The service is advertised as available in Denver, Minneapolis, Phoenix and Boise, Idaho. Price were not disclosed on the Qwest Web site, and a spokesman did not return a call seeking comment. The expansion was.
Traditional phone carriers have been adding voice over Internet Protocol-based services to lure business customers away from companies that specialize in Internet phone service, such as Vonage Holdings. Such providers' offerings tend to be inexpensive. VoIP is less expensive because it sends call over the Internet rather than the traditional phone network, which is heavily regulated and taxed. Drawbacks of VoIP include the lack of battery backup to phones, problems with the routing of 911 calls and spotty voice quality.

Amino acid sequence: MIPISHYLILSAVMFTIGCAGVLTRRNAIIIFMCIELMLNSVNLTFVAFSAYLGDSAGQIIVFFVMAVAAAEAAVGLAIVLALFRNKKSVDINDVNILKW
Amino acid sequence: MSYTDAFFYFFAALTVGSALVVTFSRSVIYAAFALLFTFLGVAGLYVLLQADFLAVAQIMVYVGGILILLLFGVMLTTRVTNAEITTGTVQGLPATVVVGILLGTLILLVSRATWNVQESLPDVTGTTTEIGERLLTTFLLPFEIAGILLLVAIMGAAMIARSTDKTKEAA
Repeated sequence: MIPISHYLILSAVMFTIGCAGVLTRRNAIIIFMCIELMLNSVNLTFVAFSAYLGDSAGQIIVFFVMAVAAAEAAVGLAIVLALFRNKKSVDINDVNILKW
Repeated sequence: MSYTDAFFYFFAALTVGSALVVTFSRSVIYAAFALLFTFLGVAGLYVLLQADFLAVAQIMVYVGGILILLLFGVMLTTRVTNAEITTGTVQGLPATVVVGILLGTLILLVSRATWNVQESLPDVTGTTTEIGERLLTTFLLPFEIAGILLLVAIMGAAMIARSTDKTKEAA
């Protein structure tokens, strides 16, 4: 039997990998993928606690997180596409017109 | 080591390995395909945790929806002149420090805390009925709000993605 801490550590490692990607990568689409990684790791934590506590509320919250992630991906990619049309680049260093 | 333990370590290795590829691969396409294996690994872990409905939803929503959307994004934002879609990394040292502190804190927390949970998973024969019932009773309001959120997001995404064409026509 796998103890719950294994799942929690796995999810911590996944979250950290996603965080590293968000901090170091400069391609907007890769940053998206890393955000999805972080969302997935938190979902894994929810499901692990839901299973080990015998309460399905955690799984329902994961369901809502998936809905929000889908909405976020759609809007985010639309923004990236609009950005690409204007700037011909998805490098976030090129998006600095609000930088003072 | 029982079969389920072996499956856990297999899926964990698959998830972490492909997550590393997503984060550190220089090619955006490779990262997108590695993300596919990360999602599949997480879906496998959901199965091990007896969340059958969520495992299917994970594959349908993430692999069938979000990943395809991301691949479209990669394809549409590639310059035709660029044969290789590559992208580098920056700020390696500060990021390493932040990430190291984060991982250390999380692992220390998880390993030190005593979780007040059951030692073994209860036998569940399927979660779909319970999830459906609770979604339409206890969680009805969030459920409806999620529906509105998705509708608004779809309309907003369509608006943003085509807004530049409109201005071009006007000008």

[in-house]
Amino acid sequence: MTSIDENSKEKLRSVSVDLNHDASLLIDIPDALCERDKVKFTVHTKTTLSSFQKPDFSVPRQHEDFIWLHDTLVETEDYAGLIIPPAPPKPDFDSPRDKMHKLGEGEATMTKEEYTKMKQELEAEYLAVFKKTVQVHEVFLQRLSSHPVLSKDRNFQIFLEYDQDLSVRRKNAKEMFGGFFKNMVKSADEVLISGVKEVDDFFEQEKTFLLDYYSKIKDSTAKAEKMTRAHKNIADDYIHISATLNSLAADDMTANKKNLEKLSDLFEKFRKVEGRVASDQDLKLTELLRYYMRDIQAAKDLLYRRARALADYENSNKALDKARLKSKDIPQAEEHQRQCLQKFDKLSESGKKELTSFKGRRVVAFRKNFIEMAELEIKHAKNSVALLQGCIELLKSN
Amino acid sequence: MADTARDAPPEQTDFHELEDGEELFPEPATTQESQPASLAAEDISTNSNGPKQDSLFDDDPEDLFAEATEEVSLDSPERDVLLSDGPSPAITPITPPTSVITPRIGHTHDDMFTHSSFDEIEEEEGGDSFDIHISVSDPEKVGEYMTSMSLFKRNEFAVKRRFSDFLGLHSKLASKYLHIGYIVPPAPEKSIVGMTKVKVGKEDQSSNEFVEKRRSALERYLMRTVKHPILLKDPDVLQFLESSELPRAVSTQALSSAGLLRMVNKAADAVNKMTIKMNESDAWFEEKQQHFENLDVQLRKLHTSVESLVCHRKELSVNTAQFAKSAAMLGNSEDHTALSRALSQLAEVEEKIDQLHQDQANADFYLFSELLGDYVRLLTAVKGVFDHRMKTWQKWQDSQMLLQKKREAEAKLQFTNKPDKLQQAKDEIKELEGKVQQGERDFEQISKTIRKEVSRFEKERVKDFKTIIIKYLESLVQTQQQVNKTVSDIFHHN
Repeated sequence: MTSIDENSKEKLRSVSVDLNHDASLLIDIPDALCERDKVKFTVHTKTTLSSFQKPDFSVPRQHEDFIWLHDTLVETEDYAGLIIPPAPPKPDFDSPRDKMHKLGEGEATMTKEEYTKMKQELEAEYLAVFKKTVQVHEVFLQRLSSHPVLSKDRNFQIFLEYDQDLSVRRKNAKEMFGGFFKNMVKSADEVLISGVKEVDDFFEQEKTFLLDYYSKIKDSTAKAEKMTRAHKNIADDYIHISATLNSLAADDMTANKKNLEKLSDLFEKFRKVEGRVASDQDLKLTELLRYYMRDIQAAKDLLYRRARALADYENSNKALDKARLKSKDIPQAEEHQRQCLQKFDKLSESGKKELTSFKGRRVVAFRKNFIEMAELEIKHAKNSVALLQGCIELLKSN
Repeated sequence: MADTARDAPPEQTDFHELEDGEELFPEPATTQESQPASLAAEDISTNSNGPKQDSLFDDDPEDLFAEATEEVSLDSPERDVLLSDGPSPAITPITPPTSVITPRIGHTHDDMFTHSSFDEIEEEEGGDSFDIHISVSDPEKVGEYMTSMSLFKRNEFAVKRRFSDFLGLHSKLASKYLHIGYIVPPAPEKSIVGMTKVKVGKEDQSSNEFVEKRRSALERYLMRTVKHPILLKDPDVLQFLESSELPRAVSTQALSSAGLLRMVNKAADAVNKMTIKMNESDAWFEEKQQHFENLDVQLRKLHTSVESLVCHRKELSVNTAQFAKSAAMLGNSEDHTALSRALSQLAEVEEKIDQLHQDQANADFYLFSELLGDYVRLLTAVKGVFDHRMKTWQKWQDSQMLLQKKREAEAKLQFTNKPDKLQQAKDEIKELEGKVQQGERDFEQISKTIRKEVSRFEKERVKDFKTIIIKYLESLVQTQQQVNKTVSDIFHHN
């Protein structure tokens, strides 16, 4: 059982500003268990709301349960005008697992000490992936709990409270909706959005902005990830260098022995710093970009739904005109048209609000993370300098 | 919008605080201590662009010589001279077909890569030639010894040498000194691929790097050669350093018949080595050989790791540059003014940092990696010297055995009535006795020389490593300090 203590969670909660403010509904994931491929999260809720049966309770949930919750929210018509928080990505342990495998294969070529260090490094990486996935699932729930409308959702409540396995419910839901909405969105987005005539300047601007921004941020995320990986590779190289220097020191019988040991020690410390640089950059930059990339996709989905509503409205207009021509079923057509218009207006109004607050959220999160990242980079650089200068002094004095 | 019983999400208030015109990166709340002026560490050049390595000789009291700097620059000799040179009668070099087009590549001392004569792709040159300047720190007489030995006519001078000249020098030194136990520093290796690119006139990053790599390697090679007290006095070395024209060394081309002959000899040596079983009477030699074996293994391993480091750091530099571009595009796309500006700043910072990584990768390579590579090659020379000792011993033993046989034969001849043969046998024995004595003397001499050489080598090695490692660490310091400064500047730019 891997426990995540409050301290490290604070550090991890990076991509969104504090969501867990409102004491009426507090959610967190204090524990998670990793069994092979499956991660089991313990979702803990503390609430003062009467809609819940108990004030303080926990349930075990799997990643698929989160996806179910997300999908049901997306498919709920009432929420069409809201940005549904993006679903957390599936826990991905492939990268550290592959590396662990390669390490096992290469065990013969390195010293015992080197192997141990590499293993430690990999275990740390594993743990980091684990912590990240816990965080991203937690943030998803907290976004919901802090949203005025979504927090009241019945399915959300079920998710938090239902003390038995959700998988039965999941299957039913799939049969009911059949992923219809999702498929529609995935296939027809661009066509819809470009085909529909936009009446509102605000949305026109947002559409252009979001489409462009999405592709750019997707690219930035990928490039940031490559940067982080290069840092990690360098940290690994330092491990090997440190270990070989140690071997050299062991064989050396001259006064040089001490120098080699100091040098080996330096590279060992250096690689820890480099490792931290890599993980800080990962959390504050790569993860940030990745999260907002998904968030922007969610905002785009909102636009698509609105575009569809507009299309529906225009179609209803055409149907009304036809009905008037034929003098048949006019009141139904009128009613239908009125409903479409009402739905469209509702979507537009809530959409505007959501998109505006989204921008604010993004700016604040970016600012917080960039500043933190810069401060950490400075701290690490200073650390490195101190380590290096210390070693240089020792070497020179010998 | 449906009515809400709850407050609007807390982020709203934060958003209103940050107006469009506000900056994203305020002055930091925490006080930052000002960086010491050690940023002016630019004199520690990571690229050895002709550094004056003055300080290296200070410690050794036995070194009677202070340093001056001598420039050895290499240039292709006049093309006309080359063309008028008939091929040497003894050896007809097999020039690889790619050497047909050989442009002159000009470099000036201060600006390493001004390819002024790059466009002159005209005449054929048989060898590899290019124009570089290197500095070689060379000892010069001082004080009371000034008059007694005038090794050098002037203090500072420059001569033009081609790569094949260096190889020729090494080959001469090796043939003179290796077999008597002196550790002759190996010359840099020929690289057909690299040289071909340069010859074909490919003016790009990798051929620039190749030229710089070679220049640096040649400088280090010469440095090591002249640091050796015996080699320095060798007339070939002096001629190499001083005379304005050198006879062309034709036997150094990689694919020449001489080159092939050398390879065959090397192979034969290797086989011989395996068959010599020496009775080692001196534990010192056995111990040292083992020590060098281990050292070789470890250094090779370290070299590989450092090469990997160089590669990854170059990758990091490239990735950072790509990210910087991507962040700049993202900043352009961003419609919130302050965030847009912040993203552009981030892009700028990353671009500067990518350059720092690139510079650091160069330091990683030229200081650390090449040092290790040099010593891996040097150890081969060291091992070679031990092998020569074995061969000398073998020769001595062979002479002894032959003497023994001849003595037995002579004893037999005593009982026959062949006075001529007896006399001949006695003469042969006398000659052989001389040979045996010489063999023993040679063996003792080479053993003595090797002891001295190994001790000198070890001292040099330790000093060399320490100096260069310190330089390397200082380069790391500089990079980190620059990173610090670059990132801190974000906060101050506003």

Although Qwest was the first of the major phone companies to launch a Net phone service, it has since fallen behind rivals such as Verizon Communications and, whose own VoIP services are available nationwide.
Qwest Chief Executive Richard C. Notebaert told financial analysts on Tuesday that Qwest is now on track to expand the VoIP-based service to all its major local phone service markets by year's end.
"VoIP is starting to germinate," he said after the phone company reported second-quarter earnings that contained a wider quarterly loss as revenue shrank due to lower sales of local service, plus legal costs.